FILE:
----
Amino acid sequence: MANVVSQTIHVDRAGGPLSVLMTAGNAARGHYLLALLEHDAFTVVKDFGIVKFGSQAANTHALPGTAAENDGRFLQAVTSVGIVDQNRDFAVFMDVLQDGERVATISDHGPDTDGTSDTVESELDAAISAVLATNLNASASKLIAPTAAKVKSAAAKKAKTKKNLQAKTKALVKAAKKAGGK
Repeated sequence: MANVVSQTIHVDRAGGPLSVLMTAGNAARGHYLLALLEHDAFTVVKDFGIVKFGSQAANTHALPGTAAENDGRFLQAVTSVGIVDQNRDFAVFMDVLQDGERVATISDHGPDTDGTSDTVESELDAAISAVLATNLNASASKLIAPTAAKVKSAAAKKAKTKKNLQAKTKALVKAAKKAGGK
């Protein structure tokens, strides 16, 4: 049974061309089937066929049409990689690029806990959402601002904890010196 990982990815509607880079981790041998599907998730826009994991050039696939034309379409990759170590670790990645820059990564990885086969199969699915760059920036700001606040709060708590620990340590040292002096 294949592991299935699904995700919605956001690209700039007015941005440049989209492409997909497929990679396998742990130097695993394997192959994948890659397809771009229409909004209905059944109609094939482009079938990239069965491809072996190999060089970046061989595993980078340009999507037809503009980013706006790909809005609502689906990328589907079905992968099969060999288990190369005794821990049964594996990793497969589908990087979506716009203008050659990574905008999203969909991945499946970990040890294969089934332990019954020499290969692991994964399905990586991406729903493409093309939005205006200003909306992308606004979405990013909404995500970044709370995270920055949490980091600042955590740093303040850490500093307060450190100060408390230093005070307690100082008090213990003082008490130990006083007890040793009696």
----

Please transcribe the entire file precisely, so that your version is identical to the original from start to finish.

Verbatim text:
Amino acid sequence: MANVVSQTIHVDRAGGPLSVLMTAGNAARGHYLLALLEHDAFTVVKDFGIVKFGSQAANTHALPGTAAENDGRFLQAVTSVGIVDQNRDFAVFMDVLQDGERVATISDHGPDTDGTSDTVESELDAAISAVLATNLNASASKLIAPTAAKVKSAAAKKAKTKKNLQAKTKALVKAAKKAGGK
Repeated sequence: MANVVSQTIHVDRAGGPLSVLMTAGNAARGHYLLALLEHDAFTVVKDFGIVKFGSQAANTHALPGTAAENDGRFLQAVTSVGIVDQNRDFAVFMDVLQDGERVATISDHGPDTDGTSDTVESELDAAISAVLATNLNASASKLIAPTAAKVKSAAAKKAKTKKNLQAKTKALVKAAKKAGGK
């Protein structure tokens, strides 16, 4: 049974061309089937066929049409990689690029806990959402601002904890010196 990982990815509607880079981790041998599907998730826009994991050039696939034309379409990759170590670790990645820059990564990885086969199969699915760059920036700001606040709060708590620990340590040292002096 294949592991299935699904995700919605956001690209700039007015941005440049989209492409997909497929990679396998742990130097695993394997192959994948890659397809771009229409909004209905059944109609094939482009079938990239069965491809072996190999060089970046061989595993980078340009999507037809503009980013706006790909809005609502689906990328589907079905992968099969060999288990190369005794821990049964594996990793497969589908990087979506716009203008050659990574905008999203969909991945499946970990040890294969089934332990019954020499290969692991994964399905990586991406729903493409093309939005205006200003909306992308606004979405990013909404995500970044709370995270920055949490980091600042955590740093303040850490500093307060450190100060408390230093005070307690100082008090213990003082008490130990006083007890040793009696």